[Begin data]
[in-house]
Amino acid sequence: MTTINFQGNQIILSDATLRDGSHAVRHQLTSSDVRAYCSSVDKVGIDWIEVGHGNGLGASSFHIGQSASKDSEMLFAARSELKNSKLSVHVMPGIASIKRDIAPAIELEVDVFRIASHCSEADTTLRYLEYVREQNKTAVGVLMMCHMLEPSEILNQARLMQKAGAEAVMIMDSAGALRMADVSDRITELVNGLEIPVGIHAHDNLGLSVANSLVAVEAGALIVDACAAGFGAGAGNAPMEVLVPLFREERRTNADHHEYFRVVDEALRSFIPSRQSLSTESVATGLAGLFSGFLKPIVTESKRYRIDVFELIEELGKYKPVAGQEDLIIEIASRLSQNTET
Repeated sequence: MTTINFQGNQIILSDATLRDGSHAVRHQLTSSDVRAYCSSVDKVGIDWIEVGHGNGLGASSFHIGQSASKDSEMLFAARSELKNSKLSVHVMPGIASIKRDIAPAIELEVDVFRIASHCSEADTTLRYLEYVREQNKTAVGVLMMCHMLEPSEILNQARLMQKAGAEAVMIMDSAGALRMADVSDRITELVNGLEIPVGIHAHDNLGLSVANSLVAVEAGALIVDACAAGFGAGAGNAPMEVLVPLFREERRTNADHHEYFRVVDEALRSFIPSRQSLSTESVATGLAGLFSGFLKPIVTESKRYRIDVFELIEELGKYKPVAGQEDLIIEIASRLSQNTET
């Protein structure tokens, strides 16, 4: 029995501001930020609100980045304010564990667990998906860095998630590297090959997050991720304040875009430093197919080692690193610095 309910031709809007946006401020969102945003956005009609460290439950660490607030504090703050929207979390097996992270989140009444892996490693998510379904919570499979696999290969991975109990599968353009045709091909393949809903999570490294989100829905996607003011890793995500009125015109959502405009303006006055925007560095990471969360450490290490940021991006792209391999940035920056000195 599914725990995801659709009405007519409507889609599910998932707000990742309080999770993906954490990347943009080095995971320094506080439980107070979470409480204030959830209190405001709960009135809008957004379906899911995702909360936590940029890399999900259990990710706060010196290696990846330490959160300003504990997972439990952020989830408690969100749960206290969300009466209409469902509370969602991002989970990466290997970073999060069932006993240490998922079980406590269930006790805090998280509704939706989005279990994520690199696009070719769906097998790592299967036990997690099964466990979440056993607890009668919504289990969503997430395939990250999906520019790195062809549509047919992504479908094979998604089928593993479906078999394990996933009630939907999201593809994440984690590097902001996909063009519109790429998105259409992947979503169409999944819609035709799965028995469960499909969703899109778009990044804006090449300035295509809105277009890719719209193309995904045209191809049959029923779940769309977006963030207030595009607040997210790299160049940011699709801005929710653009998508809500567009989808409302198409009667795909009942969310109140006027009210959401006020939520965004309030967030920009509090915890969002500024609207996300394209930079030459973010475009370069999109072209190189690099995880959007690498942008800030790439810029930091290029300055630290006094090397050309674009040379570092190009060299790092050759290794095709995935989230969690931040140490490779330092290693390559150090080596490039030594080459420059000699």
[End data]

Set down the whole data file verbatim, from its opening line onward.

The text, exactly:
[in-house]
Amino acid sequence: MTTINFQGNQIILSDATLRDGSHAVRHQLTSSDVRAYCSSVDKVGIDWIEVGHGNGLGASSFHIGQSASKDSEMLFAARSELKNSKLSVHVMPGIASIKRDIAPAIELEVDVFRIASHCSEADTTLRYLEYVREQNKTAVGVLMMCHMLEPSEILNQARLMQKAGAEAVMIMDSAGALRMADVSDRITELVNGLEIPVGIHAHDNLGLSVANSLVAVEAGALIVDACAAGFGAGAGNAPMEVLVPLFREERRTNADHHEYFRVVDEALRSFIPSRQSLSTESVATGLAGLFSGFLKPIVTESKRYRIDVFELIEELGKYKPVAGQEDLIIEIASRLSQNTET
Repeated sequence: MTTINFQGNQIILSDATLRDGSHAVRHQLTSSDVRAYCSSVDKVGIDWIEVGHGNGLGASSFHIGQSASKDSEMLFAARSELKNSKLSVHVMPGIASIKRDIAPAIELEVDVFRIASHCSEADTTLRYLEYVREQNKTAVGVLMMCHMLEPSEILNQARLMQKAGAEAVMIMDSAGALRMADVSDRITELVNGLEIPVGIHAHDNLGLSVANSLVAVEAGALIVDACAAGFGAGAGNAPMEVLVPLFREERRTNADHHEYFRVVDEALRSFIPSRQSLSTESVATGLAGLFSGFLKPIVTESKRYRIDVFELIEELGKYKPVAGQEDLIIEIASRLSQNTET
């Protein structure tokens, strides 16, 4: 029995501001930020609100980045304010564990667990998906860095998630590297090959997050991720304040875009430093197919080692690193610095 309910031709809007946006401020969102945003956005009609460290439950660490607030504090703050929207979390097996992270989140009444892996490693998510379904919570499979696999290969991975109990599968353009045709091909393949809903999570490294989100829905996607003011890793995500009125015109959502405009303006006055925007560095990471969360450490290490940021991006792209391999940035920056000195 599914725990995801659709009405007519409507889609599910998932707000990742309080999770993906954490990347943009080095995971320094506080439980107070979470409480204030959830209190405001709960009135809008957004379906899911995702909360936590940029890399999900259990990710706060010196290696990846330490959160300003504990997972439990952020989830408690969100749960206290969300009466209409469902509370969602991002989970990466290997970073999060069932006993240490998922079980406590269930006790805090998280509704939706989005279990994520690199696009070719769906097998790592299967036990997690099964466990979440056993607890009668919504289990969503997430395939990250999906520019790195062809549509047919992504479908094979998604089928593993479906078999394990996933009630939907999201593809994440984690590097902001996909063009519109790429998105259409992947979503169409999944819609035709799965028995469960499909969703899109778009990044804006090449300035295509809105277009890719719209193309995904045209191809049959029923779940769309977006963030207030595009607040997210790299160049940011699709801005929710653009998508809500567009989808409302198409009667795909009942969310109140006027009210959401006020939520965004309030967030920009509090915890969002500024609207996300394209930079030459973010475009370069999109072209190189690099995880959007690498942008800030790439810029930091290029300055630290006094090397050309674009040379570092190009060299790092050759290794095709995935989230969690931040140490490779330092290693390559150090080596490039030594080459420059000699």